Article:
Encounter with Anthropolgy
It is often said that man has lost all his instincts. I think this is a bit too extreme. If I may paraphrase Oscar Wilde: to lose some of one's instincts is unfortunate, to lose all of them smacks of carelessness. No species could afford to be that careless. But it is true that of instincts ('innate mechanisms which produce items of behaviour complete at their first performance and relatively unmodifiable by experience') man has very few. Instead, it is often claimed, he has intelligence, foresight, wisdom, and the like, and the enormous capacity to learn. In rejecting instinct for intelligence he took something of a risk, since instinct does provide a sureness of response that has been evolved from trial and error over millions of years. Ant societies are much better organized and more efficient than any human societies and are driven wholly on instinctive mechamsms. But instinct has its costs. It is too rigid. Changed circumstances cannot be met by a rapid adjustment in behaviour. Insects and animals heavily dependent on instinct have to wait for processes of genetic change to effect changes in the instincts themselves before they can adjust. The higher up the phyletic scale the less true this is, and with man it is least true of all. Thus there is a cost-benefit analysis in the shedding of innate instincts in favour of more complex modes of behaving.
The crux of the matter is this: even if a species sheds its dependence on instincts, it still has to do the same things that instincts were designed to do. As Bergson saw so clearly, culture has to do the same job that instinct had been doing. This is another paradox, I suppose, but an intriguing one, because to get culture to do the same jobs that instinct had been doing, cultural behaviour had been made in many ways like distinctive behaviour. It had to be unconscious so that it did not require thought for its operation; it had to be automatic so that certain stimuli would immediately produce it; it had to be common to all members of the population.
How much of man's cultural behaviour is in fact intelligent and conscious, and how much is at that unthinking, automatic-response level? Most human behaviour is automatic, absorbed during socialization, and built into patterns of habitual thought, belief, and response. Indeed, habit is, as William James said, the great flywheel of society. Anthropologists speak of 'covert' or 'unconscious' culture to refer to this iceberg of assumptions, values, and habitual responses. And sitting over all of them is the great evolutionary invention of conscience, superego, moral sense, or whatever you want to call it. The sense of guilt, of having broken the taboos, the rules, the laws of the tribe, keeps most people in line most of the time. Conscience is an empty canister that culture fills; but once filled, it becomes a dynamic controller of behaviour. Most of man's behaviour, however, never even rises to the point where conscience and the sense of guilt need to step in. Man does what he does from habit, even down to the smallest details and gestures and twitches of the facial muscles. Most of this is never thought about; but people who do not behave 'normally' are quickly recognized—and are often locked up in asylums as lunatics. Think only of Erving Goffman's example of the man walking down the road in the rain without a raincoat, smiling, shoulders back, head facing the sky. Clearly a madman. He should be hunched, hurrying and looking miserable, with his jacket collar drawn up at least.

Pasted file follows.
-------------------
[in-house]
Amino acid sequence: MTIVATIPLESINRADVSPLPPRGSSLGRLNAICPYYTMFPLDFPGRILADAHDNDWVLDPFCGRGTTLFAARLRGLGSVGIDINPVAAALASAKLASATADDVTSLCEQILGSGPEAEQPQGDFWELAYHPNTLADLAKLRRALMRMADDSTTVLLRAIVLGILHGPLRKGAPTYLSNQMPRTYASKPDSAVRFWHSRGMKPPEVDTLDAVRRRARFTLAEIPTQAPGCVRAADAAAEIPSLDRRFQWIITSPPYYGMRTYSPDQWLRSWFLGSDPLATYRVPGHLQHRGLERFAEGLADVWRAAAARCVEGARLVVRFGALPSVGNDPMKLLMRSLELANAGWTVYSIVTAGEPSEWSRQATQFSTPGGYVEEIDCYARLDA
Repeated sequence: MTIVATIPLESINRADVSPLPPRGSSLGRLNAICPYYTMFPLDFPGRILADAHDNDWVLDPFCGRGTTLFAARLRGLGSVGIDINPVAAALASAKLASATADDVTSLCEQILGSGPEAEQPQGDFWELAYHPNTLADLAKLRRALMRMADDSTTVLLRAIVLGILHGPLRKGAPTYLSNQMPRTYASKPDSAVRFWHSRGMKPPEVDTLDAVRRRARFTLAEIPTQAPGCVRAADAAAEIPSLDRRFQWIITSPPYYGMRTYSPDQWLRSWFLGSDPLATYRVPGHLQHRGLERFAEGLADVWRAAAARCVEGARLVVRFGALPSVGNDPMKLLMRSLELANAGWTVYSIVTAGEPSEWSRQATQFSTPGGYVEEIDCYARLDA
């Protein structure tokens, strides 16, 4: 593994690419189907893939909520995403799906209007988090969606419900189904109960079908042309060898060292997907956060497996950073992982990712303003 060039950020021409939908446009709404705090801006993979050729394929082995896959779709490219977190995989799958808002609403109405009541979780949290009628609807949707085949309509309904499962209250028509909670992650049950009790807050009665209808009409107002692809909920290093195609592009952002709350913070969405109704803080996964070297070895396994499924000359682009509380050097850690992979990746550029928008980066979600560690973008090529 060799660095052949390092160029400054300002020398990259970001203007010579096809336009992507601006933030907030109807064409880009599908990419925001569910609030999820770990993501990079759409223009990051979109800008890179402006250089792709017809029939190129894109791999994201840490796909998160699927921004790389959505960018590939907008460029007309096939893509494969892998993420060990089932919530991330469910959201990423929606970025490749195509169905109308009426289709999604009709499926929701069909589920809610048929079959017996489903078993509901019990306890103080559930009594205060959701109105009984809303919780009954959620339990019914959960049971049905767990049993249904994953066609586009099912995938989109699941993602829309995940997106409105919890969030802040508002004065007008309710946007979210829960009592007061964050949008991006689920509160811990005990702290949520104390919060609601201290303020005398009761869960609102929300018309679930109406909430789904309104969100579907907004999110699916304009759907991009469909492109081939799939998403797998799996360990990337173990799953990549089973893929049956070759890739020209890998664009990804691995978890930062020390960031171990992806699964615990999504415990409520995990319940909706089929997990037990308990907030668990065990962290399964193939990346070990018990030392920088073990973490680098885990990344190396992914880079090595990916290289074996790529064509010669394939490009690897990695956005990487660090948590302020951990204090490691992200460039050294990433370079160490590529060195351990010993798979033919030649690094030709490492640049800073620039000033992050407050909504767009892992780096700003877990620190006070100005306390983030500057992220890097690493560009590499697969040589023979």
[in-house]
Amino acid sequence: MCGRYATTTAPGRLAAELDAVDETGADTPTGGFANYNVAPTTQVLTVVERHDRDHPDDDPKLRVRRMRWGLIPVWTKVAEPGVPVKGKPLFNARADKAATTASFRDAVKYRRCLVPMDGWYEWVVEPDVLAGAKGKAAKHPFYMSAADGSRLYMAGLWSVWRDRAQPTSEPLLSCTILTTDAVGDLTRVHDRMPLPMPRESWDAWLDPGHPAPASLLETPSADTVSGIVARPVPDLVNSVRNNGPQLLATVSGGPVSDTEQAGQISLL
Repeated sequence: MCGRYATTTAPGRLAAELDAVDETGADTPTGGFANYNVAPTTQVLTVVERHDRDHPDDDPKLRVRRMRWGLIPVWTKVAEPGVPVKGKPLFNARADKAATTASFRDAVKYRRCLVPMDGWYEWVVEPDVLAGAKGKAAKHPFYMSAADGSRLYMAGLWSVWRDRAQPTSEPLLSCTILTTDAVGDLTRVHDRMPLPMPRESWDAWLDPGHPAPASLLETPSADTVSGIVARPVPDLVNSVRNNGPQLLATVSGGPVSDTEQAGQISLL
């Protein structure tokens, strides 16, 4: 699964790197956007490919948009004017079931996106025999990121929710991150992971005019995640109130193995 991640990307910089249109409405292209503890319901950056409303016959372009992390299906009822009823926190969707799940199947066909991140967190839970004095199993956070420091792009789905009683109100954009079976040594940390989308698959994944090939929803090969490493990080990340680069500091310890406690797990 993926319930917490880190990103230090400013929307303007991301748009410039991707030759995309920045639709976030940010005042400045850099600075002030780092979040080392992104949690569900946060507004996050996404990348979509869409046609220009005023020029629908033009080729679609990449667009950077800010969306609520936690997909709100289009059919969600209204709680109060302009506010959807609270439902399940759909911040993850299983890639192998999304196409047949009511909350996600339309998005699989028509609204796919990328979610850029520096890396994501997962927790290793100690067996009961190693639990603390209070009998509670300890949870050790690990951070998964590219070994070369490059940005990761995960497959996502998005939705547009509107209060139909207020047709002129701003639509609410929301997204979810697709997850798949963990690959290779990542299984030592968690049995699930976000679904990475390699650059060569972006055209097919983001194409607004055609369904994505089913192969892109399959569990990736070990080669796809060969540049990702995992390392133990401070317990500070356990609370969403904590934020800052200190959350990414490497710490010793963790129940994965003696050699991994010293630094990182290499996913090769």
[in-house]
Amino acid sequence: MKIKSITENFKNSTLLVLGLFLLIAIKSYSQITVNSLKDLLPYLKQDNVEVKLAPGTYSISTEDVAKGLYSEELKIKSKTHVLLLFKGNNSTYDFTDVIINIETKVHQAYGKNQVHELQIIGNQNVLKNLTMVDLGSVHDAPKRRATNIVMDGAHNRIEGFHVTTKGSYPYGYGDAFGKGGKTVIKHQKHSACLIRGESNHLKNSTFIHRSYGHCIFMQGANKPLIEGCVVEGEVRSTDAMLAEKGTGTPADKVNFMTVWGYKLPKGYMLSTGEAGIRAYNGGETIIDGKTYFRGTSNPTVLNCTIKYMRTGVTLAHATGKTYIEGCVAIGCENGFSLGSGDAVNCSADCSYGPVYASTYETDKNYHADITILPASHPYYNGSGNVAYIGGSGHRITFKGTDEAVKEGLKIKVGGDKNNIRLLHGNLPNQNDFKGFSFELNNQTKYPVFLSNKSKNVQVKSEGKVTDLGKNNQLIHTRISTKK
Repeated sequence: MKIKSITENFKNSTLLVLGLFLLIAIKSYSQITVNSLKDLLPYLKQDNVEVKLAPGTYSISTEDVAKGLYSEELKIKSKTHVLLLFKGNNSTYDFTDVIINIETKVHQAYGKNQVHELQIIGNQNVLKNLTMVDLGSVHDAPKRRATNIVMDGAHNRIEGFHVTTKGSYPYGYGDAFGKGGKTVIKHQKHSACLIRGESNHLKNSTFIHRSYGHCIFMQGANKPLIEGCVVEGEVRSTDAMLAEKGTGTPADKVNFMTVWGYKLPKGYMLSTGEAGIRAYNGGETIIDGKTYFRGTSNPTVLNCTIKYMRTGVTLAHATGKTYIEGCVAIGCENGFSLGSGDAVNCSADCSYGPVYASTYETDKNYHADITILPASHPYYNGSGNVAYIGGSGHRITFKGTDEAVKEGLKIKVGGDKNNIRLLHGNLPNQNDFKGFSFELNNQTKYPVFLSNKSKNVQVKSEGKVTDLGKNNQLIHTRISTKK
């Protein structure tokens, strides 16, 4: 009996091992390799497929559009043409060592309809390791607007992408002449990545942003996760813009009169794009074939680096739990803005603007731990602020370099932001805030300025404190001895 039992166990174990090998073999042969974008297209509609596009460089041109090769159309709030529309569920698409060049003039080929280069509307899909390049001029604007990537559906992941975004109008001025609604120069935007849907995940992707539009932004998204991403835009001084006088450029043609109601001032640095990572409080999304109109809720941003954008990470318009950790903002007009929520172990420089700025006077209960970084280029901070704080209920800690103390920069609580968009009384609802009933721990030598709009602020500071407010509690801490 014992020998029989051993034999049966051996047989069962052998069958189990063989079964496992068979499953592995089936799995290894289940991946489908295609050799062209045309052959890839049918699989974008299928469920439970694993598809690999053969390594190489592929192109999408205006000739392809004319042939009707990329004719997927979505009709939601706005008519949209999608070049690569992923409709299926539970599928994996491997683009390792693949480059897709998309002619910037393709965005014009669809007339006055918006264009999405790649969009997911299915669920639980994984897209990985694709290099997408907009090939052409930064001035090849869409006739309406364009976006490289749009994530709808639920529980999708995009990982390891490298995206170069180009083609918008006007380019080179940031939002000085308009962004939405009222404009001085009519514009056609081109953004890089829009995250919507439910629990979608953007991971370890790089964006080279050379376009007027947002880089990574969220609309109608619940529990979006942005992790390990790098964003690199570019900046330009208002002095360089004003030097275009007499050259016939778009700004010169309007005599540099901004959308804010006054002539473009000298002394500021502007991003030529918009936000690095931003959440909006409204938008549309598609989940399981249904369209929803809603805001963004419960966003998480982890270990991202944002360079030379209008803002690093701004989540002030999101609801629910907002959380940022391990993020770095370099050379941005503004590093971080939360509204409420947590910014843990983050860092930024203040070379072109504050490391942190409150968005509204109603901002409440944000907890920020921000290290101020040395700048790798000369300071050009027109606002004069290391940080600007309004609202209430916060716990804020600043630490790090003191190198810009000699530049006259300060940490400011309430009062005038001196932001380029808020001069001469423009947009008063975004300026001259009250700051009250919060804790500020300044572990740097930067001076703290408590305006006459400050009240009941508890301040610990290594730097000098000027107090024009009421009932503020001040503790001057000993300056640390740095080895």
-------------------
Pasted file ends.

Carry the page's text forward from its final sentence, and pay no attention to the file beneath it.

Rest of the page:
The genius of nature here stands revealed and the paradox is resolved. Of course most of man's learned cultural behaviour operates almost exactly like instinct. This has to be the case. This is not fool-proof, but neither is instinct itself. So the same effect is achieved, and those habits that have proved useful in survival become part of the behavioural repertoire. But these habits can be changed within a generation. It is not necessary to wait for the long process of natural selection to operate before these quasi-instinctual behaviours can be modified; they can be modified very rapidly to meet changing circumstances. Thus man has all the benefits of instinctive behaviour without its disadvantages. At any one time the rigidity of cultural habits will be just as persistence of traditions will confirm—and habits are extremely conservative. Since most of them are passed on by means other than direct tuition, they tend to persist for generations despite changes in deliberate education. But they can be changed relatively rapidly compared with the time span needed for changes in genetic material. Thus man can make rapid adjustments without creating anarchy (which does not mean that he always does so).
Here again cultural behaviour can be seen as yet another kind of biological adaptation. At this level, other spedes also display behaviour of the same kind, and the higher in the scale they are, the more dependent they become on habits transferred through generations by learning rather than instincts transferred in the genetic code. But it must always be kept in mind that this is not a sharp distinction. The code is not silent about learning and habits. Instructions about habitual behaviour are as much in the code as instructions about instinctive behaviour.
This model of behaviour sees the human actor as a bundle of potentialities rather than a tabula rasa: potentialities for action, for instinct, for learning, for the development of unconscious habits. These potentialities or predispositions or biases are the end products of a process of natural selection peculiar to the human species. One consequence of this view is that much of the quasi-instinctive cultural behaviour of man can be studied in more or less the same way and by many of the same methods as ethologists study the truly instinctive behaviour of other animals.